By Julia Jeffress Sadler
Published May 10, 2019
I remember my first Mother’s Day after having three miscarriages in less than a year. I was sitting on the front row of our megachurch, waiting for the inevitable recognition of all the mothers in the room. Since my husband and I had been so open about our miscarriages with our congregation, I knew I was not suffering in silence.
I also knew most people that day didn’t know how to act around me. I didn’t know how to act, either. Would I stand in acknowledgment of the fact that I was a mom even though all my babies were in heaven? Would I stay seated while feeling like I was betraying the little lives who had been but were no more? Was standing making some kind of statement? Was staying seated ignoring the reality that three little lives had been created and lost, were missed and not forgotten?
I knew that day I wasn’t alone. According to the CDC, 6.1 million women in the United States struggle with infertility. That means many women are contemplating and possibly dreading this upcoming holiday. As I researched the topic of Mother’s Day and infertility, the suggestions were mostly the same: 1) Don’t go to church and 2) Avoid celebrating the holiday.
I think we need better options. So, here is my professional and personal opinion for how to celebrate Mother’s Day while struggling with infertility.
For those struggling with infertility:
1. Let yourself feel mixed emotions.
Celebrating Mother’s Day when you aren’t a mom, but long to be, or you are a mom who has experienced miscarriages can be devastating. You are allowed to feel. You are allowed to feel more than one emotion at the same time. There are no rewards to concealing your feelings. You have to feel it to heal it-- meaning the most healing thing you can do is to let yourself feel. Let yourself cry for the babies you lost or never had. Let yourself be angry about struggling with infertility. Let yourself be happy and thankful for your mom and the for women who have poured into your life.
2. Be honest about expectations, needs, and wants.
Tell the loved ones in your life what you expect, need, and want. They are worried about this upcoming holiday, too. Your husband, your friends, and your family cannot read your mind. They are worried they will say or do the wrong thing. Help them out by telling them whether you want to celebrate. Tell them (especially your husband) what you want them to do and say. I wanted to be told “Happy Mother’s Day.” I was a mom of three babies in Heaven and I wanted their lives remembered and celebrated.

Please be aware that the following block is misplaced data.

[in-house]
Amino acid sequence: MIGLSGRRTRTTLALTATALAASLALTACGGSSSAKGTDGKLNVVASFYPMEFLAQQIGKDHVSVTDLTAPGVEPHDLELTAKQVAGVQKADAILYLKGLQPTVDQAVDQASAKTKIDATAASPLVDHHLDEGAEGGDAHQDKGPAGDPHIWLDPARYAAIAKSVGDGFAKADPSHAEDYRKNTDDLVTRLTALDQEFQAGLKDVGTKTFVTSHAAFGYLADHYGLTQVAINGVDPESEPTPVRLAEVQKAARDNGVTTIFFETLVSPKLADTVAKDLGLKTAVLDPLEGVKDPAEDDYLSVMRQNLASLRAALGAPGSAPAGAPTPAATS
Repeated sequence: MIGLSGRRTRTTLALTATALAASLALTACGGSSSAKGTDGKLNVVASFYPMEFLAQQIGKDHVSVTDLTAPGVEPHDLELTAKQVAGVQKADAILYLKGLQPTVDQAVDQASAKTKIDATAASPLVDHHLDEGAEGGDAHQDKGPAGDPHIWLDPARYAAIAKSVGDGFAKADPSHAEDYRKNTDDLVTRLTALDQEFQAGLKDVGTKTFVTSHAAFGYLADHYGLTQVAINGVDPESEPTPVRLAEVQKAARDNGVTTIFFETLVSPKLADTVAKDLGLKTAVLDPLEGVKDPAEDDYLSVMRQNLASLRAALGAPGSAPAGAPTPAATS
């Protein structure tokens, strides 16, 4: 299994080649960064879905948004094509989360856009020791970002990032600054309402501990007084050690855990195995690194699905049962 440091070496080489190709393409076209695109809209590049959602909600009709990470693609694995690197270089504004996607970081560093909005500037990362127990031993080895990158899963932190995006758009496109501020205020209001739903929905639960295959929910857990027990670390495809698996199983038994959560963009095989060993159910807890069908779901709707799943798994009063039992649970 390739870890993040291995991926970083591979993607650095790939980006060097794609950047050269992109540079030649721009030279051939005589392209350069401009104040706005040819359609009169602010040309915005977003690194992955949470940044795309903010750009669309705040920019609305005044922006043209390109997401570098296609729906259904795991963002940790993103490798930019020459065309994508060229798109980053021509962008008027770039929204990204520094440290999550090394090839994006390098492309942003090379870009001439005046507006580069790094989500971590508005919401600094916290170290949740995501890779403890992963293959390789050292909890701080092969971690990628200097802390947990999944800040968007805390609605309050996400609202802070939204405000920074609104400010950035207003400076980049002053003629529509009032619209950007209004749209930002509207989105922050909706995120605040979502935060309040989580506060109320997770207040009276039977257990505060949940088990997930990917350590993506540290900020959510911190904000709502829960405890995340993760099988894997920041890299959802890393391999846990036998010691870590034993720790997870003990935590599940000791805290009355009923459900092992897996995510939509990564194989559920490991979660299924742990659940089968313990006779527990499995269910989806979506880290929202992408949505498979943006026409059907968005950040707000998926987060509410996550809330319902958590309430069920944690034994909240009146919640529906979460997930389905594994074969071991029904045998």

3. Stay thankful.
We can’t choose our feelings, but, thankfully, we can (for the most part) choose our thoughts. Two great things about Mother’s Day are that we know it’s coming and that we are all here because of a mom who either birthed us or helped rear us. Choose what you are going to think about the day, about your life, and about your family. Practicing the habit of thankfulness has incredible power to transform your mood and your outlook. Take time to thank God, your spouse, your family, and your friends for the good things in your life. Take time to thank your mom and the mother-figures in your life who have poured into you.
4. You do you.
Though the seasons, losses, trials, and victories we experience, impact us, they do not change our fundamental personality. This means if you’re an outgoing person who loves people, staying home on Mother’s Day is not going to lift your spirits. If you are more of a loner, yet force yourself to be around people this holiday, you probably will end up emotionally drained. Decide ahead of time what’s going to work best for you, and stick to that plan.
5. Remember you’re not alone.
Infertility causes so much shame for so many couples. I know what it’s like to feel like you are the only ones not able to get pregnant or to stay pregnant, while the rest of the world seems to have no trouble.
Find comfort in knowing you are far from the only one experiencing infertility and having a hard time on Mother’s Day. While Mother’s Day is a day when we often feel forgotten, remember there is a God who never forgets us.
As C.S. Lewis wisely stated, “It takes courage to live through suffering; and it takes honesty to observe it.”
Mother’s Day requires courage and honesty when you are struggling with infertility. You are allowed to hurt for the lives who have been lost or have never been, while celebrating the incredible gift of having mothers who have loved and cared for us.
And if you want to stand this Mother’s Day, please do so. I still wish I had.